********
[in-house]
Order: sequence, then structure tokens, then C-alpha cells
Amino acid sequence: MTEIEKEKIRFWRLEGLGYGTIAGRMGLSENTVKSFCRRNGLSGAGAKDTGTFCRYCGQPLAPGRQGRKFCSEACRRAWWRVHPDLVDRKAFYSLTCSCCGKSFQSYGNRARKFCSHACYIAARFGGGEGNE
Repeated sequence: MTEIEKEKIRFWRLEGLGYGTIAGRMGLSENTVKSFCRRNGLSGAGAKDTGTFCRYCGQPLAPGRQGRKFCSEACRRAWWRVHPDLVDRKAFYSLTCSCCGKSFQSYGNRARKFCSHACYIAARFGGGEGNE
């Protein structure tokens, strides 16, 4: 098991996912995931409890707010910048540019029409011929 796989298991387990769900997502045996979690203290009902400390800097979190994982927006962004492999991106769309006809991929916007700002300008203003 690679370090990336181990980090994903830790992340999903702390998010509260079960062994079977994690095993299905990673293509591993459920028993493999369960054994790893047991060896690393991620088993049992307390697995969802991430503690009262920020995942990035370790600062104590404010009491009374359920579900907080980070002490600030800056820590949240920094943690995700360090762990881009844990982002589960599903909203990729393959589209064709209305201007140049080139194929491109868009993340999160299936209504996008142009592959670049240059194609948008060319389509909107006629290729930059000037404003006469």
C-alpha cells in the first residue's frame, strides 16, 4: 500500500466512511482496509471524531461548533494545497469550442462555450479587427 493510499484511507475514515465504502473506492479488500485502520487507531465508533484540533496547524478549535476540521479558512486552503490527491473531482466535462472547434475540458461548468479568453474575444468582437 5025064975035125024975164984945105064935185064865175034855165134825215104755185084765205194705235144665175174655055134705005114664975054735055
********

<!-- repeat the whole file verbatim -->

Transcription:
[in-house]
Order: sequence, then structure tokens, then C-alpha cells
Amino acid sequence: MTEIEKEKIRFWRLEGLGYGTIAGRMGLSENTVKSFCRRNGLSGAGAKDTGTFCRYCGQPLAPGRQGRKFCSEACRRAWWRVHPDLVDRKAFYSLTCSCCGKSFQSYGNRARKFCSHACYIAARFGGGEGNE
Repeated sequence: MTEIEKEKIRFWRLEGLGYGTIAGRMGLSENTVKSFCRRNGLSGAGAKDTGTFCRYCGQPLAPGRQGRKFCSEACRRAWWRVHPDLVDRKAFYSLTCSCCGKSFQSYGNRARKFCSHACYIAARFGGGEGNE
């Protein structure tokens, strides 16, 4: 098991996912995931409890707010910048540019029409011929 796989298991387990769900997502045996979690203290009902400390800097979190994982927006962004492999991106769309006809991929916007700002300008203003 690679370090990336181990980090994903830790992340999903702390998010509260079960062994079977994690095993299905990673293509591993459920028993493999369960054994790893047991060896690393991620088993049992307390697995969802991430503690009262920020995942990035370790600062104590404010009491009374359920579900907080980070002490600030800056820590949240920094943690995700360090762990881009844990982002589960599903909203990729393959589209064709209305201007140049080139194929491109868009993340999160299936209504996008142009592959670049240059194609948008060319389509909107006629290729930059000037404003006469």
C-alpha cells in the first residue's frame, strides 16, 4: 500500500466512511482496509471524531461548533494545497469550442462555450479587427 493510499484511507475514515465504502473506492479488500485502520487507531465508533484540533496547524478549535476540521479558512486552503490527491473531482466535462472547434475540458461548468479568453474575444468582437 5025064975035125024975164984945105064935185064865175034855165134825215104755185084765205194705235144665175174655055134705005114664975054735055